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Hope you enjoy the utility.



Cheers
C




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Visual Studio 2010 – The Good, the Bad and the Ugly

Written by Cornelius J. van Dyk on . Posted in Blog

As I reflect on another week gone by, I have to say I like the “spring forward” for DST.  It’s wonderful to be able to leave the office and walk back to my hotel room while the sun is still out.  Of course it makes getting up in the mornings a little harder, but it’s a tradeoff I’m happy with.

image_thumb_1_31B565A2This was an exciting week.  I attended a preview event of the Visual Studio  2010 Launch, presented by Microsoft on site for our benefit.  Jason Zander himself, the General Manager for Visual Studio (i.e. the guy who “owns” the Visual Studio product line), was there to present for us and get us excited!  I’ve been playing with Studio a little bit, especially on my Netbook.  Now that the great Launch event is almost upon us, I’ve had some time to reflect on the product.  There’s good and not so good as you’d expect, but by far, the good outweigh anything else.  Nevertheless, here are my thoughts, what I’m excited about and wish list items I’d like to see for the next version.  This is of course very far from a complete list, but just my quick thoughts.

THE GOOD

  • IntelliTrace – Think DVR for your code testing.  This is the single most awesome new feature in the product in my mind.  Giving testers the ability to record their testing sessions both visually and data wise and then making it possible for developers to come back and spin up a VM on demand, deploy all the proper code and run the same steps as the tester for the developer to see, debug and fix is… well AWESOME!!!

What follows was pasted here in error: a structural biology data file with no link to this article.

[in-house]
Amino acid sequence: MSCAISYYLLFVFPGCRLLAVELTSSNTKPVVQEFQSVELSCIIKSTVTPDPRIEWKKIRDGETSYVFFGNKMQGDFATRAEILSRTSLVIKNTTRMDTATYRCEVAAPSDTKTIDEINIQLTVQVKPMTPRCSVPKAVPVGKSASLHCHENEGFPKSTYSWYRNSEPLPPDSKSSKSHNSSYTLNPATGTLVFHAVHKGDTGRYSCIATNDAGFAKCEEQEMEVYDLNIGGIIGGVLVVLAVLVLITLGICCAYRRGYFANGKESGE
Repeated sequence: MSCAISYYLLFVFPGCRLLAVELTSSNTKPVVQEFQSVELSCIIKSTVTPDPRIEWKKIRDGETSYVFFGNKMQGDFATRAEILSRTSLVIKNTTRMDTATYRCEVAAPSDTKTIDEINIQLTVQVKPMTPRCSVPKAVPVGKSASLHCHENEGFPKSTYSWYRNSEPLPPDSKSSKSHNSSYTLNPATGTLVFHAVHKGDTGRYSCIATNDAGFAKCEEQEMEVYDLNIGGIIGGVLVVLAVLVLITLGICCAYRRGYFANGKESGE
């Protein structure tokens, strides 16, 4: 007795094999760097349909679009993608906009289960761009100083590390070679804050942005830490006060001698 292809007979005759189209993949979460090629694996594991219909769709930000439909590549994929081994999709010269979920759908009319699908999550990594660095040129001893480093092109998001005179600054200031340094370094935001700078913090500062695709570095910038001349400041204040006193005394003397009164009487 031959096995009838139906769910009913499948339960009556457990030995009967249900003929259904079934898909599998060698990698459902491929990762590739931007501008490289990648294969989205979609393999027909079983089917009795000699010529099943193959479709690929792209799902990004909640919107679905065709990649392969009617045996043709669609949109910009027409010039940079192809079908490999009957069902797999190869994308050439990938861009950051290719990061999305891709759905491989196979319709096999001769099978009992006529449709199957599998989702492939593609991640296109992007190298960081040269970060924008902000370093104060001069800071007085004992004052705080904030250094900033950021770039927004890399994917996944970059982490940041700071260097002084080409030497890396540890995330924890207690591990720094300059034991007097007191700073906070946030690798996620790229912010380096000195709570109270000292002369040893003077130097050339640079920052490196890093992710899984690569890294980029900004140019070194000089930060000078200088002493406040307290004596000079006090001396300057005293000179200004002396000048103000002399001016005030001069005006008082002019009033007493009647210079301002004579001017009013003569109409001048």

• Import/Export Debug Breakpoints – It’s a little thing, but if you’ve ever tried to collaborate with another developer on code and where to set a breakpoint, you’ll know what I’m talking about.  This is a nifty little time saver.
  • Linq2SP – Well, the Linq is everywhere and now it’s in SharePoint too!
  • So if you’ve heard the rumors about SharePoint Foundation 2010 on Windows 7/Vista for a better developer story, then this is even better.  Jay Schmelzer confirmed for us that SharePoint Server 2010 will ALSO be installable on Windows 7/Vista!
  • Optional Parameters for C# 4.0.  OK, so this one’s just my pet peeve, but ever since I first switched to C# from C/C++, I’ve been waiting for optional parameters.  Finally!
  • Seems to have decent performance.  The operative word here is *seems*.  The demos were given on IBM Thinkpads which, isn’t the most awesome hardware around for demos, but it appeared to perform pretty well.  I would recommend to Microsoft that they get some decent demo laptops though.  You want things to be snappy in a demo.